Civil servants in Gulu have been challenged to embrace coffee growing to supplement their income.
Samuel Lagu, the Gulu Deputy Chief Administrative Officer, gave the advice on Thursday during a sensitization working on matching grant procedures for coffee and cocoa in Gulu City.
According to Lagu, farming is the only way of fighting poverty and coffee is among the reliable cash crops because of its demand in the international market.
Lagu appealed to the officials at the Uganda Coffee Development Authority, (UCDA) to distribute fast-maturing coffee seedlings and continue sensitizing coffee farmers so that they get the best yields.
Christopher Opiyo Aterere, the LCV Chairperson Gulu, who is also a coffee grower, appealed to fellow coffee farmers to ensure that they produce high-quality coffee, something he says starts from planting, maintaining the farms, harvesting storage, and packaging.
Atekere called upon the extension farmers to be close to the farmers to help them, given that coffee growing is fairly new in the sub-region.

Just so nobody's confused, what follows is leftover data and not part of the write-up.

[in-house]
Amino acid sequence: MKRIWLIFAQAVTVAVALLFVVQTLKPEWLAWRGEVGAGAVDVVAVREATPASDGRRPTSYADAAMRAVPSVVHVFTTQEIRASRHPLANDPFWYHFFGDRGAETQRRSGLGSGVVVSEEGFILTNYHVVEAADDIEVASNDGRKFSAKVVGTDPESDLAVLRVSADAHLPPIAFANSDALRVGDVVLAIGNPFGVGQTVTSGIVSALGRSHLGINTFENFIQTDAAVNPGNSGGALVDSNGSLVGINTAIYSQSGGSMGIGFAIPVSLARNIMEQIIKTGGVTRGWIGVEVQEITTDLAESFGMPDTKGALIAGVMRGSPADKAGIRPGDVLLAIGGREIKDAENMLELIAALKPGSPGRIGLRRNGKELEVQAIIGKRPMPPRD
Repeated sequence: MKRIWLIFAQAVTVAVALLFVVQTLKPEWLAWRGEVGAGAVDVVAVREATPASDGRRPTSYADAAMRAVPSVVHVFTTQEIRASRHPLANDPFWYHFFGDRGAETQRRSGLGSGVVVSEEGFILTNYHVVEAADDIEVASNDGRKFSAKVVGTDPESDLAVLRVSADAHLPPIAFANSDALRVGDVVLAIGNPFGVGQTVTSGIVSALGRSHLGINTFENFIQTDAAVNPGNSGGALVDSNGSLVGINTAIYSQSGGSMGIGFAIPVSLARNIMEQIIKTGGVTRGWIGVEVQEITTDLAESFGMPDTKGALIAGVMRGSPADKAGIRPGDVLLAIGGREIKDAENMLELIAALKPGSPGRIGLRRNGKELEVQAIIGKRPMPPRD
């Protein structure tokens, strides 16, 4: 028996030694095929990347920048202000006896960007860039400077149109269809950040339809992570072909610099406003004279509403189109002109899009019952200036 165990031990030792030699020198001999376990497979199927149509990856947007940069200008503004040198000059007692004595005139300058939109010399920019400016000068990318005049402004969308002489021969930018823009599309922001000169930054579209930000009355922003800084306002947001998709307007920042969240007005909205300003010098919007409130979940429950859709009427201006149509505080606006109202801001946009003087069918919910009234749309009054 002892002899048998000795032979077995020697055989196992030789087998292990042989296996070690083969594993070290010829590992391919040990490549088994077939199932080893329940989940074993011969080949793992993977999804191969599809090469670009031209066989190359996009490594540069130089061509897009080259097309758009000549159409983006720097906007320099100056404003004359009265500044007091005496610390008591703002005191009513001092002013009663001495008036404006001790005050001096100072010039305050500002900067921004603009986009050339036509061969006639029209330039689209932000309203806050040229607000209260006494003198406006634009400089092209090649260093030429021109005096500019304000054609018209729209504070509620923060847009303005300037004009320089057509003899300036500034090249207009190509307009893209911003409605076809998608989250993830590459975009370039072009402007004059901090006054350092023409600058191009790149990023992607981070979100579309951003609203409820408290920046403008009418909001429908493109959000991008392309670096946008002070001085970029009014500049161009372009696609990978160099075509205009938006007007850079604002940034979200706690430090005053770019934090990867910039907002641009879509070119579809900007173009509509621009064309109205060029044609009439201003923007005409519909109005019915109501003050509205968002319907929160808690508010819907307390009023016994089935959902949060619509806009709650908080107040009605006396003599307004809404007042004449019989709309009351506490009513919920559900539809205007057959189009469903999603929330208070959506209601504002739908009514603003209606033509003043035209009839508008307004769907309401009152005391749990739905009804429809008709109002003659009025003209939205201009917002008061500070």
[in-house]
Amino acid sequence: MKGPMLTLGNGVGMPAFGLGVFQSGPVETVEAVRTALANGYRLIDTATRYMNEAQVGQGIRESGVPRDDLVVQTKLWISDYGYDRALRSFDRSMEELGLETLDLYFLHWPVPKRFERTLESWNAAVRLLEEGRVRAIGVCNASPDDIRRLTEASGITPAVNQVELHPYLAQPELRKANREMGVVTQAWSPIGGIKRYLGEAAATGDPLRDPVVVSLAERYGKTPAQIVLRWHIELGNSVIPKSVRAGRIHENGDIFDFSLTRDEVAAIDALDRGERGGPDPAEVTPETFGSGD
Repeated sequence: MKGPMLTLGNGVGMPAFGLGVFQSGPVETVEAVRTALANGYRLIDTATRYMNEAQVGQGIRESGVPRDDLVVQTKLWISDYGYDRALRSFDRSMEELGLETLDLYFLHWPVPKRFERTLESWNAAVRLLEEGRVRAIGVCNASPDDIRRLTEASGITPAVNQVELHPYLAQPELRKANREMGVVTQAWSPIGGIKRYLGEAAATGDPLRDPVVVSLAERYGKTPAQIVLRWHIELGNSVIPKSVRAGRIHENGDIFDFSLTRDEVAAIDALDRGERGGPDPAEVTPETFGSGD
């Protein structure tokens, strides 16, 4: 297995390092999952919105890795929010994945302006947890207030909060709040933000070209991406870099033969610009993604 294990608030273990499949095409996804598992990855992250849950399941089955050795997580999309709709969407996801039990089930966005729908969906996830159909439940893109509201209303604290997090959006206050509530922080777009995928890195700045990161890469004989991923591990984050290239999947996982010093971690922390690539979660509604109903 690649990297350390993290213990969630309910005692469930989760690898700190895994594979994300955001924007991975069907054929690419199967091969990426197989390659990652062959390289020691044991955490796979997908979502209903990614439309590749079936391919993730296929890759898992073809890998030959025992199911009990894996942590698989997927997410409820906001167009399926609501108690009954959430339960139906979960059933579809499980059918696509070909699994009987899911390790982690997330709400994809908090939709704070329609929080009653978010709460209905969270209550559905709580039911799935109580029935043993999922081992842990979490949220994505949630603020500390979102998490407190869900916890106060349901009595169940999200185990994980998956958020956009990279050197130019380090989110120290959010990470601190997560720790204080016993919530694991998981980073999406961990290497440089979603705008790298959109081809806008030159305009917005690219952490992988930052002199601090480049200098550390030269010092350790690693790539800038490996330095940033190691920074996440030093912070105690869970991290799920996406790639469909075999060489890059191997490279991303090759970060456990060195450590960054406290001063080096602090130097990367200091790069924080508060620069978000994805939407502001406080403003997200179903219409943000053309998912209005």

Winifred Oyella, the regional Coffee extension officer at UCDA commended the farmers for embracing coffee growing.
Oyella says the new policy that requires coffee farmers to form groups and receive seedlings under the Parish Development Model-PDM should be reviewed.
According to Oyella people normally expect various support when they form groups and when their expectations are not met, they disintegrate.
She adds that although there are 1,230 registered coffee farmers in Omoro and 243 in Gulu district, very few have formed groups.
Oyella says the PDM policy which requires coffee farmers to be in groups is affecting the popularization of the enterprise, given that they still have the perception that the cash crop does not do well in the north and has no market.
In 2014, UCDA started a nationwide campaign to replant coffee and increase production which had stalled at 3.5 million bags. However, officials at the UCDA Gulu regional office have said the coffee yield in the Acholi sub-region has stagnated at 500,000 bags for the past three years.